While the recurrent expenditure shot up to N5.39 trillion in 2018, representing N800 billion growth in one year without new minimum wage implementation, just in November 2019, the Federal Government spent 95.9 per cent of its resources on statutory transfers (7.2 per cent) and recurrent expenditure (88.7 per cent), leaving only 4.1 per cent for capital projects.
Federal Government’s personnel costs rose from N1.8 trillion in 2017 to N2.1 trillion in 2018, without the full implementation of the new minimum wage plan.
A fiscal governance campaigner, Eze Onyekpere, said this administration has unresolved contradictions between between its mantra of cutting down waste, improving efficiencies and removing ghost workers from the payroll and the rising recurrent non-debt expenditure.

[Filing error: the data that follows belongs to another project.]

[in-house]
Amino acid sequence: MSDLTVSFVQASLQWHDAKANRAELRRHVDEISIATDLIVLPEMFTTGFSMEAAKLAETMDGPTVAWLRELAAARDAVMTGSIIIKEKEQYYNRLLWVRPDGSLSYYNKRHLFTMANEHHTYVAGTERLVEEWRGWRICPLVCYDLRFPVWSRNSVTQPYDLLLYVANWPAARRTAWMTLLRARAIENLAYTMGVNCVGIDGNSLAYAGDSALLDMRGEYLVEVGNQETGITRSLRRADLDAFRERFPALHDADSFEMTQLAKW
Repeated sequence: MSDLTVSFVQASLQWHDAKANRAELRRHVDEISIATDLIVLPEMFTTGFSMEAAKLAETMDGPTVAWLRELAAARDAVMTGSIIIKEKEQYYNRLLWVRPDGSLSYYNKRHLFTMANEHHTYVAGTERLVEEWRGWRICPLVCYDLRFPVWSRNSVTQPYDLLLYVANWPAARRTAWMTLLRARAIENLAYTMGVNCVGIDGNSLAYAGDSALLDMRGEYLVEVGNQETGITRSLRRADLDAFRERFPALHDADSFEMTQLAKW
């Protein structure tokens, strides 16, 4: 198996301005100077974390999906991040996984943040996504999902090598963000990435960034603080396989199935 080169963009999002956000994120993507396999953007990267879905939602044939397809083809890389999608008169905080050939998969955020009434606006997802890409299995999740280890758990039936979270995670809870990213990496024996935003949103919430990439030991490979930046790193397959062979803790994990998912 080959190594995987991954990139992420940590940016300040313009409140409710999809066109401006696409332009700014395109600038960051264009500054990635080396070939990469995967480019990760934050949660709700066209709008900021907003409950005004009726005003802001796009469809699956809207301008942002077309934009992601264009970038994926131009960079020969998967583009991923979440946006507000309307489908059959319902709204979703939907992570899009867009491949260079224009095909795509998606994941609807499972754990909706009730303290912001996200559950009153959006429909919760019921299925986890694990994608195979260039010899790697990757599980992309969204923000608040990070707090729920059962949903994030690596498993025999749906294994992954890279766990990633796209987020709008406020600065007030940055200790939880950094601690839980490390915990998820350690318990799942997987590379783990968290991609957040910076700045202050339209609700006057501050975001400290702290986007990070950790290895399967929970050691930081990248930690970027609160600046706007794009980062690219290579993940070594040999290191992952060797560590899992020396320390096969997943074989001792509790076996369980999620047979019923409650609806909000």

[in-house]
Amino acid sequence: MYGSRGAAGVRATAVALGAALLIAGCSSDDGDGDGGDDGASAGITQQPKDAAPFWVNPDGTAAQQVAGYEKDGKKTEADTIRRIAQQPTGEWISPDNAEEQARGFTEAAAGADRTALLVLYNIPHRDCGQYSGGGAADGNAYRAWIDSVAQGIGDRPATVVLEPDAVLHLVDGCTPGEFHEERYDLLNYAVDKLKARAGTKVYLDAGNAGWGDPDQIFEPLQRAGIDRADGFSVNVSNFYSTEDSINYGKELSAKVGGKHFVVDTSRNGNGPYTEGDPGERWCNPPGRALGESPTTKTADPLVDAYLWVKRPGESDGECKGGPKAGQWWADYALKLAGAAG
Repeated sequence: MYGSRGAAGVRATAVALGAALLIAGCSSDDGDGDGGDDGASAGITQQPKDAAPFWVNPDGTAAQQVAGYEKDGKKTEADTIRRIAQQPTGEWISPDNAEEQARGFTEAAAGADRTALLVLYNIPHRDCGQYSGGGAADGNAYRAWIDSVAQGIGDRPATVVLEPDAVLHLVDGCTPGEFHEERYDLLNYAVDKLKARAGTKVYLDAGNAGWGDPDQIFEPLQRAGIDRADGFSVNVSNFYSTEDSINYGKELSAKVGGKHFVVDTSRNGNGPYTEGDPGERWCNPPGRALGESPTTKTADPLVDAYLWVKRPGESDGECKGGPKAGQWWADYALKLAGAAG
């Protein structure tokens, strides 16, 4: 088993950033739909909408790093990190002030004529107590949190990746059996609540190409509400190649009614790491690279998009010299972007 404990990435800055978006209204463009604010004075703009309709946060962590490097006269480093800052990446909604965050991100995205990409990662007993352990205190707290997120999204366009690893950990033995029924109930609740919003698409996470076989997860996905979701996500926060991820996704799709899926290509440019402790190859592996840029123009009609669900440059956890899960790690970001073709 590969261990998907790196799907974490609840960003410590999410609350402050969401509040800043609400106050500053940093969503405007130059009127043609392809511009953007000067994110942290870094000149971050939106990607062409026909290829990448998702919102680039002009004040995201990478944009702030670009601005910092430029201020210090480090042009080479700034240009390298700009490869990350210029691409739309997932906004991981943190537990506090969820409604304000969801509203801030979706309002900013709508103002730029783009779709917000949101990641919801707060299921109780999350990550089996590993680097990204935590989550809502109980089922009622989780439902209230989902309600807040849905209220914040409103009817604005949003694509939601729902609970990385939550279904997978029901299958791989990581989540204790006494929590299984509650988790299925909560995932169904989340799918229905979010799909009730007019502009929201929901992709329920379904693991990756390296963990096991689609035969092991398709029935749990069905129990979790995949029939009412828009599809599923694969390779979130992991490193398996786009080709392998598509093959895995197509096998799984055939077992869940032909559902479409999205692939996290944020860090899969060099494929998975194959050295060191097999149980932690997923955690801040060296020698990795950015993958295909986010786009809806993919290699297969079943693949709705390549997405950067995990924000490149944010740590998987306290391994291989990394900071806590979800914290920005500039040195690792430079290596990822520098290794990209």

“Actual recurrent non-debt expenditure was N2.51 trillion in 2016; N2.76 trillion in 2017; and N3.103 trillion in 2018. For the half year in 2019, it has reached N2.05 trillion, which is 21 per cent more than the pro-rated value of recurrent non-debt expenditure in the 2019 budget.
“This increment to N4.88 trillion in 2020 cannot be the sign of a system that is taking steps to remove waste and inefficiencies. Even though a new minimum wage is kicking in, efforts should be made to reduce the cost of governance through the implementation of fit and good practices,” he said.
Raising concerns on the country’s debt sojourn, he said the rising debt service is crowding out expenditure in critical infrastructure and human development.